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Most of my client side code ends up as a long script in one file the mostly looks like this:

<script>
function someFunction1(){/*...*/}
function someFunction2(){/*...*/}
...
var globalVariable1;
var globalVariable2;
...
$(function(){

$('selector1').click(function(){
    //get relevant data from various DOM elements

    //some business logic rules and validation

    //open dialog box

    //more business logic rules and more validation

    //post an ajax request

    //update the DOM    
});

//many other events

//many jQuery dialogs    
});
</script>

It's a maintenance nightmare. Although I use a well designed server-side structure using DDD (application services, domain sevices, value objects,...etc.) I have had little luck structuring my client code to a better separation of concerns.

I'm not building a client-side application. I just use jQuery intensively for the client side.

How should I approach the code structure to apply DDD client-side wide?

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closed as too broad by GlenH7, Jimmy Hoffa, Kilian Foth, Robert Harvey, Dynamic Nov 23 '13 at 0:04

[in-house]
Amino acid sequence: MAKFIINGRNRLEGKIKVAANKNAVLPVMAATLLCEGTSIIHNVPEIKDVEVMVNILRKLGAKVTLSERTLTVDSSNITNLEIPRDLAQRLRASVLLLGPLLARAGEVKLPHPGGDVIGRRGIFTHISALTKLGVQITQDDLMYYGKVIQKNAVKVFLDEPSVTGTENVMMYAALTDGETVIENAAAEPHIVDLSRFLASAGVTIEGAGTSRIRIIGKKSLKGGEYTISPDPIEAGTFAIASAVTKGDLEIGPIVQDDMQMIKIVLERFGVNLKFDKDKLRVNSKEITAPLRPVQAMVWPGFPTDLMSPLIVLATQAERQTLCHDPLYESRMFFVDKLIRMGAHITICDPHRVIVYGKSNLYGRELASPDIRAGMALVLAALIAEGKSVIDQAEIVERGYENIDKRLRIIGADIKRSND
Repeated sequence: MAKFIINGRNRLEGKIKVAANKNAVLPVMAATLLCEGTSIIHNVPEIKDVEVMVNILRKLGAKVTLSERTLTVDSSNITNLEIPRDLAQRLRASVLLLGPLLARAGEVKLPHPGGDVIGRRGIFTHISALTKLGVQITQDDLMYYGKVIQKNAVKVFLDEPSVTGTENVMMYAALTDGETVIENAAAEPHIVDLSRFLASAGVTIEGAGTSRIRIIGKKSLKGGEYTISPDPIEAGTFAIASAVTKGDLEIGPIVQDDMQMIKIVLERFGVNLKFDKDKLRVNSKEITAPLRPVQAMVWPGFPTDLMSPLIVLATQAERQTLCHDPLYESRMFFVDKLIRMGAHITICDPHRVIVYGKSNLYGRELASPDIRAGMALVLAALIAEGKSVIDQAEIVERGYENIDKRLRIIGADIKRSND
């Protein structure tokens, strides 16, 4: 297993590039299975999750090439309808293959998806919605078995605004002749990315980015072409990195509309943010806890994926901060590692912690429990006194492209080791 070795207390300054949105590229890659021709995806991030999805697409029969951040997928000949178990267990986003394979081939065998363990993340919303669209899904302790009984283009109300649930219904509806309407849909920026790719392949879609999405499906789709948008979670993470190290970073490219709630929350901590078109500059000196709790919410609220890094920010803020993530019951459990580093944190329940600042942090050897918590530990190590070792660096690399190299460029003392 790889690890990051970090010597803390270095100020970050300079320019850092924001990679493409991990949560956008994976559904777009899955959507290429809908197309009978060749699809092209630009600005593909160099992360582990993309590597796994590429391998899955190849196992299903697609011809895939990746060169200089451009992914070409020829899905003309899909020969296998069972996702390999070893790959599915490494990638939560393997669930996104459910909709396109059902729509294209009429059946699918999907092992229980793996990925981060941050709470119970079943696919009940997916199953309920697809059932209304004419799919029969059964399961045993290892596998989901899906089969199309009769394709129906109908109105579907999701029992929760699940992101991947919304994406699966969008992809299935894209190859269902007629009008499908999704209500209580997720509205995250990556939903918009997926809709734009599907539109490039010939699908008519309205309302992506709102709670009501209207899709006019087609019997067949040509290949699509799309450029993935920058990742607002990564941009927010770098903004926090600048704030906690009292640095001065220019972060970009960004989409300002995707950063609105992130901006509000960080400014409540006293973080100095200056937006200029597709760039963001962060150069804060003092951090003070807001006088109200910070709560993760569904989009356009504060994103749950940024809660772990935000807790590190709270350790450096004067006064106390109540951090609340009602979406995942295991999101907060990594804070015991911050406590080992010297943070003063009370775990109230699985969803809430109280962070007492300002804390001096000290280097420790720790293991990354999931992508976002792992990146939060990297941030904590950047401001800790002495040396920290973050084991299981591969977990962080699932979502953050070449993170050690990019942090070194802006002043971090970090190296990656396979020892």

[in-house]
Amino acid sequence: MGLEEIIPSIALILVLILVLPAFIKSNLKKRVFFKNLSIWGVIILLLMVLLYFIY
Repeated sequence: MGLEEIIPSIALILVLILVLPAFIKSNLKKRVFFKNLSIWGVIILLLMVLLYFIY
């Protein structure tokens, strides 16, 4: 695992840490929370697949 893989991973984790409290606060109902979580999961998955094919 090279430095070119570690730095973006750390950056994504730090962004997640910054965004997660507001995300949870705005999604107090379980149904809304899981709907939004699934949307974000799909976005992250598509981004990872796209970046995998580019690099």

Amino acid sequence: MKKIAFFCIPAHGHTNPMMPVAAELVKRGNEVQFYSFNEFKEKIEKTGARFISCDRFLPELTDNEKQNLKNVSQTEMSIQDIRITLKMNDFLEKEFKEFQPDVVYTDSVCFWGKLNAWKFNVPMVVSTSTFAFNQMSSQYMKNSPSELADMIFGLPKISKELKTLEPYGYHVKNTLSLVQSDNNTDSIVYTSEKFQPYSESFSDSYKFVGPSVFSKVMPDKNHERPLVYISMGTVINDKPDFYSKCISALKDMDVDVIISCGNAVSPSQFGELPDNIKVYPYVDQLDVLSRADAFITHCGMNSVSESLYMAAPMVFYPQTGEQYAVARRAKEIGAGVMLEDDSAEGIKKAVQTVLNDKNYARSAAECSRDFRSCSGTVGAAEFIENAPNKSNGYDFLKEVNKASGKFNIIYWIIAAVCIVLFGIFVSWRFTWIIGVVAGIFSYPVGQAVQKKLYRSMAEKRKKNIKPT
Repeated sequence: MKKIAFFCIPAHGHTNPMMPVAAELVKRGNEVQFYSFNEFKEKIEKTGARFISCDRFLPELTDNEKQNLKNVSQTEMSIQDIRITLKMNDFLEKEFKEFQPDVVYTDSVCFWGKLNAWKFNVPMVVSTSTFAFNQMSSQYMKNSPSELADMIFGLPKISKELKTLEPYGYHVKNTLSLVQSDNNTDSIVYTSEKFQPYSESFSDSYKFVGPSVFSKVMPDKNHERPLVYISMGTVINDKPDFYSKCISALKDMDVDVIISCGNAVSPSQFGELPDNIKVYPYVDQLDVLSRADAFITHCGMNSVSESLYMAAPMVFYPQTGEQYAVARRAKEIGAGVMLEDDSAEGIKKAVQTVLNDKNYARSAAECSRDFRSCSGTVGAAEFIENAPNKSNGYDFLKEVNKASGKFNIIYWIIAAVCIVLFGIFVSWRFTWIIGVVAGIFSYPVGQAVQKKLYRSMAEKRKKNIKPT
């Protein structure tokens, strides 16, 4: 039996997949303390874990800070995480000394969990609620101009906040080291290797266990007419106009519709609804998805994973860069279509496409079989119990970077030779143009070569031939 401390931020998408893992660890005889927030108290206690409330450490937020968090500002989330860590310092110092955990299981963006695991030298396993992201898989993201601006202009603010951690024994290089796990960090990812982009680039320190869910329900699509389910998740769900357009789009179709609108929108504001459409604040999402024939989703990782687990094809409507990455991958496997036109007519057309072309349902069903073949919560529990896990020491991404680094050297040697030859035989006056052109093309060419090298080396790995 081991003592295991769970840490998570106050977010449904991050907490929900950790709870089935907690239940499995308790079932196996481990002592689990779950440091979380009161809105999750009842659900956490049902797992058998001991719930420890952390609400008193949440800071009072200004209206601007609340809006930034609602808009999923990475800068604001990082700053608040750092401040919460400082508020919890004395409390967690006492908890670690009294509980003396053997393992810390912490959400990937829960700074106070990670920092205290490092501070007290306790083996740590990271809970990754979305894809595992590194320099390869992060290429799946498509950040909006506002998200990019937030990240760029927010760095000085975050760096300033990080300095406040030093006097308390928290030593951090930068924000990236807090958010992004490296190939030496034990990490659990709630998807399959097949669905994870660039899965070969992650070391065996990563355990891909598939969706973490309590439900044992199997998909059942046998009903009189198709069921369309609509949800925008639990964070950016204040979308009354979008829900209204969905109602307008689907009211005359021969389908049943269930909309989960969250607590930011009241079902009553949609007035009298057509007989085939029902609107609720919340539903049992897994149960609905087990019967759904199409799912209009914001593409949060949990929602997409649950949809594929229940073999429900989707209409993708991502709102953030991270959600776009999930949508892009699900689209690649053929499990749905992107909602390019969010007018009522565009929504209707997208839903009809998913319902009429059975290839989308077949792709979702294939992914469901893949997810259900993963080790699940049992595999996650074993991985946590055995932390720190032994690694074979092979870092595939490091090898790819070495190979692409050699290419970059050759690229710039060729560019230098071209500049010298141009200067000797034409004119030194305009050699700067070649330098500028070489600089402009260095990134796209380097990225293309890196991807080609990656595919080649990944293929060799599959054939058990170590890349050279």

There are either too many possible answers, or good answers would be too long for this format. Please add details to narrow the answer set or to isolate an issue that can be answered in a few paragraphs.If this question can be reworded to fit the rules in the help center, please edit the question.

4 Answers 4

Sounds like you could use an MVVM framework ( AngularJS, Knockout, ... ), when you include jQuery along with AngularJS it'll use jQuery instead of the jQLite which AngularJS has, so you still have jQuery.

What these kind of frameworks allow you to do is define actions on elements referring to controller methods. For example AngularSJ has the ng-click directive; This as opposed to selecting something with jQuery and then adding an event handler )

Also AngularJS allows you to separate your code into controllers, services, configs, etc. ( Im only referring to AngularJS here because I haven't worked with Knockout or any of the others. )

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Knockout also contains special code that addresses jQuery being included, and it works nicely. It's a much lighter library that just does data binding, rather than a full blown framework like Angular. Knockout requires the user to do all the actual design themselves. –  Benjamin Gruenbaum Sep 9 '13 at 10:17

I'm not building a client-side application. I just use jQuery intensively for the client side.

If your goal is gradual refactoring rather than a rewrite, I'd check out RequireJS, which (unlike all the other answers) is not an MVC framework.

Instead, it's just a way to break your code down into modules and to handle the dependencies between them. The mechanism for this is called "Asynchronous Module Definition", or AMD, which somewhat resembles the way classes in PHP or Java are typically organized.


Here's a ridiculously simple example:

myapp/quoteList.js